Receiving medication-assisted treatment, even for as short as several months, is likely to save the lives of Veterans with opioid use disorder, according to a new Stanford-led study.
More than 1.6 million people suffer from opioid use disorder (OUD) in the United States, yet more than 80% of people with OUD do not receive medication-assisted treatment for a condition that claims tens of thousands of lives each year. The epidemic continues to climb, with overdose deaths rising from 21,088 in 2010 to 49,860 deaths in 2019.
“Individuals with OUD have up to 20 times greater risk of dying early from overdose, trauma or suicide — and face significant burdens of co-morbid mental health disorders, other substance use disorders, and infectious diseases compared to individuals without OUD,” writes Jack Ching, lead author of a study published May 17 in the journal Addiction.
The largest provider of treatment for substance use disorder in the United States is the Veterans Health Administration (VA), with the prevalence of opioid use disorder among VA enrollees steadily increasing. In 2017, an estimated 69,230 veterans with diagnosed OUD received care at the VA — or about 1.2% of all veterans who got VA care that year.
The researchers modeled the mortality outcomes for veterans with OUD receiving varying durations of treatment. They found that veterans receiving medications approved to treat addiction for 2 to 4 months had up to 65 fewer deaths over 12 months than those veterans who received no medication-assisted treatment.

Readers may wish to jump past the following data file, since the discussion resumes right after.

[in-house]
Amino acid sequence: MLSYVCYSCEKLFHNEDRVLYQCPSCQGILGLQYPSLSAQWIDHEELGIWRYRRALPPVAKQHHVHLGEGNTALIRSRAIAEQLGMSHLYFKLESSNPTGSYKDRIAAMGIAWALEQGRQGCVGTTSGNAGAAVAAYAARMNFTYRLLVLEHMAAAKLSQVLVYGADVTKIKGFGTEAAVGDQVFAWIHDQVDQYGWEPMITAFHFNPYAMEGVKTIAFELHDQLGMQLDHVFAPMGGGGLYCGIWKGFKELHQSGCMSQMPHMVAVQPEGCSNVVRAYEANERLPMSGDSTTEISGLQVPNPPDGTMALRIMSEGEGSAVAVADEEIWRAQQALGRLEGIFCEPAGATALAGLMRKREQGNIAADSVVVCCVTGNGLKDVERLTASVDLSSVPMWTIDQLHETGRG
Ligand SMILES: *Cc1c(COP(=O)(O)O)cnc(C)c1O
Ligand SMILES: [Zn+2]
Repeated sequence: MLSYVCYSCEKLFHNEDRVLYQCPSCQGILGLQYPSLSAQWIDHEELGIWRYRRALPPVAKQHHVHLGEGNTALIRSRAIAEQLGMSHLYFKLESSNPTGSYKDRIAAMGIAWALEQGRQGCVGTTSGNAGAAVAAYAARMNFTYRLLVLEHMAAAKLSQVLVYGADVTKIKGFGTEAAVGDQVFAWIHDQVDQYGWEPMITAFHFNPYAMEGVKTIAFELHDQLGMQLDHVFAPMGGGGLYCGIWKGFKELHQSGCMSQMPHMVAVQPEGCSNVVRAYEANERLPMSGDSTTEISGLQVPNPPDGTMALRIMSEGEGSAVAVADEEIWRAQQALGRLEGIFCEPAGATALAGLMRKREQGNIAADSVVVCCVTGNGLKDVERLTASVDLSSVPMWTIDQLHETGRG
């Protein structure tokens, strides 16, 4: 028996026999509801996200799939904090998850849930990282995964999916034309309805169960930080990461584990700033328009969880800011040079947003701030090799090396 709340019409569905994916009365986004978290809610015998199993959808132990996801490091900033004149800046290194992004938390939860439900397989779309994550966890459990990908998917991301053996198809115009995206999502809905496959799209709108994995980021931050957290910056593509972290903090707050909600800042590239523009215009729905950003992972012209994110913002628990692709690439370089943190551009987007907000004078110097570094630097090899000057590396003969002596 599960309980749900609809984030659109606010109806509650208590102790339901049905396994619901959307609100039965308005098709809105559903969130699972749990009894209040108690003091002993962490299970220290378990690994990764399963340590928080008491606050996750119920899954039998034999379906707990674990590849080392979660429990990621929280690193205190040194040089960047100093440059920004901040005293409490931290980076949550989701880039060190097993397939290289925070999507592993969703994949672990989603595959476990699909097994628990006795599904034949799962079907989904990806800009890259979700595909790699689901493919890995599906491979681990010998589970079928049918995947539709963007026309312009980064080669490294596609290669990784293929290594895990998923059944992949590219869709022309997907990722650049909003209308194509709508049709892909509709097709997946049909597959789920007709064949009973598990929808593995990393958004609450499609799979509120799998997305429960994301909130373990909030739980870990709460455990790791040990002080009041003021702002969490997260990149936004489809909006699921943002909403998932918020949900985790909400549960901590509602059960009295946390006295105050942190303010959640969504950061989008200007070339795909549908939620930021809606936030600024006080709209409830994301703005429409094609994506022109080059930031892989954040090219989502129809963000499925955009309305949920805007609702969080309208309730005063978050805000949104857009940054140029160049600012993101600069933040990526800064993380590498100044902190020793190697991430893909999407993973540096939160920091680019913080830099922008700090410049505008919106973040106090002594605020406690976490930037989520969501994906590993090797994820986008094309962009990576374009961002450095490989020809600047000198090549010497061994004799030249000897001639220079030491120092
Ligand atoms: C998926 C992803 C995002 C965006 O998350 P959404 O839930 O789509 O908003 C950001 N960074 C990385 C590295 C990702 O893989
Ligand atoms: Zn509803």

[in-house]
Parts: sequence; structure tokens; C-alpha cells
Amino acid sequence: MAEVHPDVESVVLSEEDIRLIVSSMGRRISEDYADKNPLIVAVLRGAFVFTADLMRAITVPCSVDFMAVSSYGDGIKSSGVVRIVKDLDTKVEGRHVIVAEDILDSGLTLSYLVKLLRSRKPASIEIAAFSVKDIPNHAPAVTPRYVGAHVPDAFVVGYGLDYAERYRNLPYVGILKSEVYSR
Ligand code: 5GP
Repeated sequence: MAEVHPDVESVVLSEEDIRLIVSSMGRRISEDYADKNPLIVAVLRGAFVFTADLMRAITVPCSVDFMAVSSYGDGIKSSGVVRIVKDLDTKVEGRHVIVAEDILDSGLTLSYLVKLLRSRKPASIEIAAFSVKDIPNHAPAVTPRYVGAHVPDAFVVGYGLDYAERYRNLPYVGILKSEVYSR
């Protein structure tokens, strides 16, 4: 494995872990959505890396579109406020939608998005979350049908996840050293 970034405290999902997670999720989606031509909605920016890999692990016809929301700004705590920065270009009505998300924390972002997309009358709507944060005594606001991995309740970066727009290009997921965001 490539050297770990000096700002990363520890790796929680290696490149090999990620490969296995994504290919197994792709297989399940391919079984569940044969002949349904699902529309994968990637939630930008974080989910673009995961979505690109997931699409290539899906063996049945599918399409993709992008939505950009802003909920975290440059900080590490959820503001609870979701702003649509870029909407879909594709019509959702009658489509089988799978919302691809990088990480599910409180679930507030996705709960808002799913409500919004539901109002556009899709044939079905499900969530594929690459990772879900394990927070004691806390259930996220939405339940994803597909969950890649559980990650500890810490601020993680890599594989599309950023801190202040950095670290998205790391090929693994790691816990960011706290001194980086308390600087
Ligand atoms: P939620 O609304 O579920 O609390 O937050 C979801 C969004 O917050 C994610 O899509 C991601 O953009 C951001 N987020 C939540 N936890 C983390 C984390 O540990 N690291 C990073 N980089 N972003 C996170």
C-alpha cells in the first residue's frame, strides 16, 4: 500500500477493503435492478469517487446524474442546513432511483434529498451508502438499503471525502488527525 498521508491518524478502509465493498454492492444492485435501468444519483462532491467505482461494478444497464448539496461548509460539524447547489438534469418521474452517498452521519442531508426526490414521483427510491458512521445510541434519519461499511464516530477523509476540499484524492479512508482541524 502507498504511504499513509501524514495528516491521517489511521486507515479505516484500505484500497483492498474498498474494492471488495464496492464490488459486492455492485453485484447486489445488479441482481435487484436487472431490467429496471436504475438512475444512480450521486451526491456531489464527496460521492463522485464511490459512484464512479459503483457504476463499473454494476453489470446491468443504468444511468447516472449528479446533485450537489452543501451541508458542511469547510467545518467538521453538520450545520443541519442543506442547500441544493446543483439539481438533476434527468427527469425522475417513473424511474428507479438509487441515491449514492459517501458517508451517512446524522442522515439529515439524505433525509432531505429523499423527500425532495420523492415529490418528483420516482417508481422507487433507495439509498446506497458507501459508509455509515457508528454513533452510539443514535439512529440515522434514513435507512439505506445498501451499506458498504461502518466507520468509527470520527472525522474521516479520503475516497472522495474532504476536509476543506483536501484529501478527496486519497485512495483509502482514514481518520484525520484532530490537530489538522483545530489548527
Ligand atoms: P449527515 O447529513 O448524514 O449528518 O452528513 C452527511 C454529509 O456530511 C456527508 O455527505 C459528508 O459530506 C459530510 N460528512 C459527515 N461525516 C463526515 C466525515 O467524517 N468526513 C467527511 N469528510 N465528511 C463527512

“Because of the potential mortality risks associated with starting and stopping OUD treatment, it is important to understand how long someone needs to remain in treatment for the benefits to outweigh the risks,” said Ching, a PhD student at Stanford Health Policy who focuses on health systems design, health-care delivery and implementation science.
These findings were consistent for a non-VA population, the researchers said, as well as across a range of different assumptions about the effectiveness of treatment.
Ching, a PhD student at Stanford Health Policy, published his findings with SHP Director Douglas K. Owens, Ching’s thesis advisor, and SHP faculty members Jeremy Goldhaber-Fiebert and senior author Joshua Salomon, both of whom are on Ching’s dissertation committee. Their other co-author was Jodie A. Trafton, an assistant clinical professor (affiliated) in the Stanford Department of Psychiatry and Behavior Sciences, who is also the director of the Program Evaluation and Resource Center at the Office of Mental Health and Suicide Prevention with the VA.
The Addiction study is part of an effort by a team of decision scientists at Stanford to develop scientific models to inform health policy decisions that could combat the epidemic. Owens and colleagues at the VA recently led a project, for example, which found that expanding access to a treatment that combines medication and counseling for opioid addiction would generate significant cost savings while also saving many lives.
The team for the Addiction study noted that even though medication-assisted treatment of opioid use disorder is highly effective and endorsed by clinical practice guidelines, many social stigmas and prescription restrictions prevent treatment from being widely accessible to those with OUD in the general population.
“These hurdles, which include restrictive eligibility criteria, mandatory reporting to law enforcement, lack of supervised dosing and mandatory urine drug screening — all create barriers for treatment access and retention,” the author write.
“Our results suggest that initiating MAT among individuals with OUD remains an important way to reduce mortality in this population even if treatment durations are relatively modest,” the authors wrote. Because the treatments are so effective, even fairly short durations of treatment — such as six months — are likely to save lives.